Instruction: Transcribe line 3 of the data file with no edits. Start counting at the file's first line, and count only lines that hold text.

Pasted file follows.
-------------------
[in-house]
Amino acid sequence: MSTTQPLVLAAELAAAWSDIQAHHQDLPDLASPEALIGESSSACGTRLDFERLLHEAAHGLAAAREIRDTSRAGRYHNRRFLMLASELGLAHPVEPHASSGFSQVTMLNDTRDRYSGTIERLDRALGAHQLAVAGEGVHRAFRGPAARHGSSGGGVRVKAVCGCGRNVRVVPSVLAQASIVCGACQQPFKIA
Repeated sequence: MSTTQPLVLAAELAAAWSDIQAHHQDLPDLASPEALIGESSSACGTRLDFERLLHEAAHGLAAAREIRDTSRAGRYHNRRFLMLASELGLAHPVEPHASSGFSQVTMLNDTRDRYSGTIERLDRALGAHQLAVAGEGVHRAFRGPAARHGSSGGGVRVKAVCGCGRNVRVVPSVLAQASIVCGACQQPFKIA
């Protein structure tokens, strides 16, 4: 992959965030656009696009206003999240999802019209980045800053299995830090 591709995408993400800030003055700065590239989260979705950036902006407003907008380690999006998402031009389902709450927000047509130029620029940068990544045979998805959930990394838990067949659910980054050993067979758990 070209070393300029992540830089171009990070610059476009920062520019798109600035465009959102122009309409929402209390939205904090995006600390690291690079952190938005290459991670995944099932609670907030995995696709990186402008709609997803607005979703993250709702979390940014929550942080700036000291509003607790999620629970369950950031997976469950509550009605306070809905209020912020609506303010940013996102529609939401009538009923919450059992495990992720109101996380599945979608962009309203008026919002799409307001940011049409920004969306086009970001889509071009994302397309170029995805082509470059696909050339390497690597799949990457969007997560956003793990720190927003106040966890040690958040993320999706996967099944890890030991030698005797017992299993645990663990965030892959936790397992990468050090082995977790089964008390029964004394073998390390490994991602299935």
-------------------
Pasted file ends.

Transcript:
Repeated sequence: MSTTQPLVLAAELAAAWSDIQAHHQDLPDLASPEALIGESSSACGTRLDFERLLHEAAHGLAAAREIRDTSRAGRYHNRRFLMLASELGLAHPVEPHASSGFSQVTMLNDTRDRYSGTIERLDRALGAHQLAVAGEGVHRAFRGPAARHGSSGGGVRVKAVCGCGRNVRVVPSVLAQASIVCGACQQPFKIA